Monday, 23 September 2013

The Pursuit of Sunshine

By Sanne

And by pursuit I mean hunt!
After leaving La Plata heading north we seriously started to doubt if we hadn't arrived in South America a little too early. We did not see the sun nor blue skies for four whole days and I for one was starting to wonder if we would ever see it again. But on the fourth day, crossing into the province of Misiones in Northern Argentina, the sun finally managed to break through the clouds dousing our skin with some much needed Vitamin D.

To get to this point though we had to endure 1500 kms of boring, flat, barren scenery on Ruta 12 and 14. Apart from being incessantly dull, this part of Argentina, the province of Entre Rios, is also known for being littered with my favourite species aka The Corrupt Cop. We had read on a motorbike forum that many a motorbike traveller had been stopped and fined for various ludicrous things, such as not carrying a fire extinguisher, wearing headphones, and my favourite: not carrying a white sheet to cover you in the event of your own death! We had armed ourselves with some print outs of paragraphs from the law in Spanish that basically would serve to invalidate their arguments were we to be stopped. Apart from that we would just play the dumb tourist card with lots of "No entiendo"s which really would come very natural to us as most of the time we were pretty clueless anyway! The point at where everyone seemed to have experienced problems was very specific apparently: Ruta 14 Km no 341. So as we approached this police checkpoint we were bracing ourselves for a whole lotta fun. Imagine our relief then when we were casually waved past! They must have seen our cunning demeanor from miles away. In reality, the weather was shite so they most likely just wanted to get back inside for hot cup of mate.

Because of this really shitty weather I'm embarrassed to say we took only three photos in four days; one outside each hotel we stayed in. It really was that cold that I couldn't get myself to stop, remove my gloves and take a photo - it was all just too much effort! Besides as mentioned before, there really wasn't a whole lot out here. We did get some waves from a couple of Gauchos (cowboys) dressed up to the nines in colorful clothes, galloping along the side of the road on their horses looking every the bit of a traditional Argentinian cowboy.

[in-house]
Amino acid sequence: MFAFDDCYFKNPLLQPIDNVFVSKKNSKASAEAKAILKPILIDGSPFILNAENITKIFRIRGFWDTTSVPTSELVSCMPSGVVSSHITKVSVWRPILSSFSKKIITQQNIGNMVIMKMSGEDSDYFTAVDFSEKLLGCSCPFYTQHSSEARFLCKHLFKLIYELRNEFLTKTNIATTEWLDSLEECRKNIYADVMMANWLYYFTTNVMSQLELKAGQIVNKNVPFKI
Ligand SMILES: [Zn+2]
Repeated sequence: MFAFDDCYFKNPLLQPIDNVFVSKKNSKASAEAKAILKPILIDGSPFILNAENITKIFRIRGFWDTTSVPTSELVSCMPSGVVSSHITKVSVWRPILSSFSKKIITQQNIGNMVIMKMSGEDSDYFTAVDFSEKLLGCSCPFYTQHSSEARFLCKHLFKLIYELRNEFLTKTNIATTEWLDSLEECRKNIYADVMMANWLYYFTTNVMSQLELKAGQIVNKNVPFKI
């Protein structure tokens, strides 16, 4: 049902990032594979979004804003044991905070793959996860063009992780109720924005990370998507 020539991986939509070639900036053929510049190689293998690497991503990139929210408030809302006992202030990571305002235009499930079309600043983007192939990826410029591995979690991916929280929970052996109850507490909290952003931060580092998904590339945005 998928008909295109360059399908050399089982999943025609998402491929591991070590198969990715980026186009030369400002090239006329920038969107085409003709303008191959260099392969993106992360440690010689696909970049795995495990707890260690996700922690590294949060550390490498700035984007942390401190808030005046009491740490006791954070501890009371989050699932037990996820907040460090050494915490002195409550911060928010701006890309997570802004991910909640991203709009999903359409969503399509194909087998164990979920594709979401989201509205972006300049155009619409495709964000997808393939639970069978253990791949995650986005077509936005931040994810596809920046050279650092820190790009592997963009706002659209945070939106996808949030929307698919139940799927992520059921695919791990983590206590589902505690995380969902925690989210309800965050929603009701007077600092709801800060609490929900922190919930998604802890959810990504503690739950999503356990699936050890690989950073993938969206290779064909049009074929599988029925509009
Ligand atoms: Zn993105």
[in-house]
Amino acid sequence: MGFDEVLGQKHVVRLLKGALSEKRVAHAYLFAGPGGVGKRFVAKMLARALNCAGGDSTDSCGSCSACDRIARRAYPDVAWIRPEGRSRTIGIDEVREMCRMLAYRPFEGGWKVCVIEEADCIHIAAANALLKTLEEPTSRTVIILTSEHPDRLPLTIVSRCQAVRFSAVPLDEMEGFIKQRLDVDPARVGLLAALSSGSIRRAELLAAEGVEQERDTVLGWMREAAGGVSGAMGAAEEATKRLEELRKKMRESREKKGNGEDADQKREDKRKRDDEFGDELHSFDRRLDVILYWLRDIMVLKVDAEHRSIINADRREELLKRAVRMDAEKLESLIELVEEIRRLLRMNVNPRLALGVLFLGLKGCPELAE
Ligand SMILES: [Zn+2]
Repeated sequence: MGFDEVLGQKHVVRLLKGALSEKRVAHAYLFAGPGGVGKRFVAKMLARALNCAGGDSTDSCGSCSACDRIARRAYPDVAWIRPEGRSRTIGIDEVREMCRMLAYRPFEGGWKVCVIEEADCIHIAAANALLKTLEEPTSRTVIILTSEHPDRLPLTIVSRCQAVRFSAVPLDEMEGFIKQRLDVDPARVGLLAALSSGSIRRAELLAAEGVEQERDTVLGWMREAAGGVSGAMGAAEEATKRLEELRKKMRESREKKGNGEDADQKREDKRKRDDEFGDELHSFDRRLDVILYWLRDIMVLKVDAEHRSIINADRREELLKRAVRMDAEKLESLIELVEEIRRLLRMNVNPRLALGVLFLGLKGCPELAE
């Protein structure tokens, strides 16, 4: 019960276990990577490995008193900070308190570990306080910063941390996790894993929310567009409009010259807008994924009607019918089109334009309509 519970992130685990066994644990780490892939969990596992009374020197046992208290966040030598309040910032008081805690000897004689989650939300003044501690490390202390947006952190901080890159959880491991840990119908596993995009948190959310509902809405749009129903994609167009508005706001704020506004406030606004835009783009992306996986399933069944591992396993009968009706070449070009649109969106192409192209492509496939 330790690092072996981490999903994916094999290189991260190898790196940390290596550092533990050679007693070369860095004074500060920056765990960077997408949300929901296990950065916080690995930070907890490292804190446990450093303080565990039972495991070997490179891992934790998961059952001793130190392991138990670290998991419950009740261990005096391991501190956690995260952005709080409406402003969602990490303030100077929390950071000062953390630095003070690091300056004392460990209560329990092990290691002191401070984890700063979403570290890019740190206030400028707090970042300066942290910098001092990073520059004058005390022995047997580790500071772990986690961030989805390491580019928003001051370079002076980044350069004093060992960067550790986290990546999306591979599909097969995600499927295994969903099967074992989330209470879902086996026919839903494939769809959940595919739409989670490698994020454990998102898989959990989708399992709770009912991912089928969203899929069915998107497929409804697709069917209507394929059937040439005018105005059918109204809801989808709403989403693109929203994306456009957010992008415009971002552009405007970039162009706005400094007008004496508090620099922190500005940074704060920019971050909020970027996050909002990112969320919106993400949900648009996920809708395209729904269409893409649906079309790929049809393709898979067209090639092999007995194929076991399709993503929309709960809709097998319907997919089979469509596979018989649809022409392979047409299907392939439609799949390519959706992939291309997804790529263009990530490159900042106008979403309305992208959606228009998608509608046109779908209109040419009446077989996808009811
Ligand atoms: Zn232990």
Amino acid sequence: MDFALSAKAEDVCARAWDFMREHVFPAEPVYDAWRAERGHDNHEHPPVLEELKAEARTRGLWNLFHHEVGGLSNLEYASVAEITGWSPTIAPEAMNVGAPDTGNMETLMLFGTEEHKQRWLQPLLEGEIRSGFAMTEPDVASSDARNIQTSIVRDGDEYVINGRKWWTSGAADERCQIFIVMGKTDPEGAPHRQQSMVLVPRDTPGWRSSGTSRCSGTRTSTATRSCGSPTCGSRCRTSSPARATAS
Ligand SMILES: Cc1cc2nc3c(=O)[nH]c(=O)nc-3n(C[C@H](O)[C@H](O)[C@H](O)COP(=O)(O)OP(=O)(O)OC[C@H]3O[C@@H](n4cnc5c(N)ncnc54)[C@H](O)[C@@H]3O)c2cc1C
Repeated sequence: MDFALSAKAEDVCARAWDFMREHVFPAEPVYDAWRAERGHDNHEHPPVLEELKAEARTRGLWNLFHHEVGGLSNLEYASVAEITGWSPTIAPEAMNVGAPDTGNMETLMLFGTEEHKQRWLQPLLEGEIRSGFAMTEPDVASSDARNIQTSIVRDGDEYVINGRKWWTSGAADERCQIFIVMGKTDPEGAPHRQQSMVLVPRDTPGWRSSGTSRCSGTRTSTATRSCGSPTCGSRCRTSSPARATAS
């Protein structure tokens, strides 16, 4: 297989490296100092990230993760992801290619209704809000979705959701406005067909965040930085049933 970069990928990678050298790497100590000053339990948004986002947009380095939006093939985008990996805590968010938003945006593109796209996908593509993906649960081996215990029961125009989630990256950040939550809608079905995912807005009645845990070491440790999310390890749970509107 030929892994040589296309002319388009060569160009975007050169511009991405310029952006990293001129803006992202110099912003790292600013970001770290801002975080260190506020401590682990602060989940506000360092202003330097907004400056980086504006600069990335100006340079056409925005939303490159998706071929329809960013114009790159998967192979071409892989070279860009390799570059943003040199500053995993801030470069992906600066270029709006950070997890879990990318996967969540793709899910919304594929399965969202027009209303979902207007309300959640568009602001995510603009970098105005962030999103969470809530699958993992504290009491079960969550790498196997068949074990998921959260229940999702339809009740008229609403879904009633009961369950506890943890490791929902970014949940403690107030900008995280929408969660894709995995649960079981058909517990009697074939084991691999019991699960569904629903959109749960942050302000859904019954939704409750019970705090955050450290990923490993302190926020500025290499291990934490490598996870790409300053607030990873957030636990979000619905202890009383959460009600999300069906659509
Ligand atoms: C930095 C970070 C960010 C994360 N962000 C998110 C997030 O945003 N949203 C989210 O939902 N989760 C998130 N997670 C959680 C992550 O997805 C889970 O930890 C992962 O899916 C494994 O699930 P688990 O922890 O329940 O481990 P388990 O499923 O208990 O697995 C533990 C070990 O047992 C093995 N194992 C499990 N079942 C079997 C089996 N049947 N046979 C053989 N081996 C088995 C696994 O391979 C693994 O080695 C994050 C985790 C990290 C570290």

We had hoped to camp on our way up but the rain and the lack of decent cover meant that we were forced to stay in hotels which was not cheap. Newsflash: Argentina is expensive. We had noticed that straight away upon arriving in Buenos Aires. Simply buying some food at the local supermercado set you back a great sum of money and accommodation was no different. Our first night in the town of Gualeguaychu (pronounce that when you've had a few to drink!) we paid 250 pesos which is roughly $45 for a room we would expect to pay $10 for in Asia. However every subsequent night we managed to pay a little less, while the room quality oddly improved at the same time. The cheapest we paid was 180 pesos which I whole-heartedly put down to Mark's negotiating skills. These "skills" were mainly a reflection of the before-mentioned cluelessnes of the Spanish language and trying to communicate with the hotel staff using a phrasebook. I was outside watching the bikes and I heard a lot of giggling coming from the reception area. Mark had somehow managed to get us a room (with breakfast included) with 100 pesos knocked off the price. How? By acting lost and bewildered!

Anyway, we finally made it to Puerto Iguazu and after a lot of riding around in circles (not the best signage around here) we found a little campsite down a dirt road which wasn't really open for business as the owners were re-developing the whole site but they very kindly let us stay there which was pretty cool as we were the only tourists there. The guys there were really nice to us and we hung out with them conversing with them in our Spanglish and I think if we had spent some more time there we would have eventually learnt Spanish! Really nice and chilled place and when it is all finished I think it will be a really cool place to stay. Check out their facebook page if you are coming to Puerto Iguazu. While we were here we organised a Brazilian visa for Mark at the consulate in town which was very easy and quick and from what we have heard much better than its Buenos Aires counterpart. Luckily being the holder of a European passport means that I don't need a visa for Brazil or Argentina, but because the Australian government chooses to charge these nations a lot of money to enter Australia, Australians then in return gets slugged the same amount of money for entering these countries. Fair enough really but a little expensive for us.

Of course while we were here we also went to check out this little waterfall that has everyone talking...but that's for the next blog.

Hotel numero uno

Hotel numero dos

Hotel numero tres

Our nice campsite in Puerto Iguazu


New cabanas being built onsite

That's Paraguay on the other side of the river

L-R: Martin, Mika, Rosalia, Gustavo, Mark


  1. Ola, eu sou de Itapeva, São Paulo, Brazil, precisando de apoio, contate- me...
    Hello, I'm from Itapeva, São Paulo, Brazil, in need of support, contact me ....

  2. pequena cachoeira as Cataratas do Iguaçu ? Boa sorte na viagem, estou em Chapecó, e precisando basta ligar no (45) 8815-1919, e falo espanhol tambem.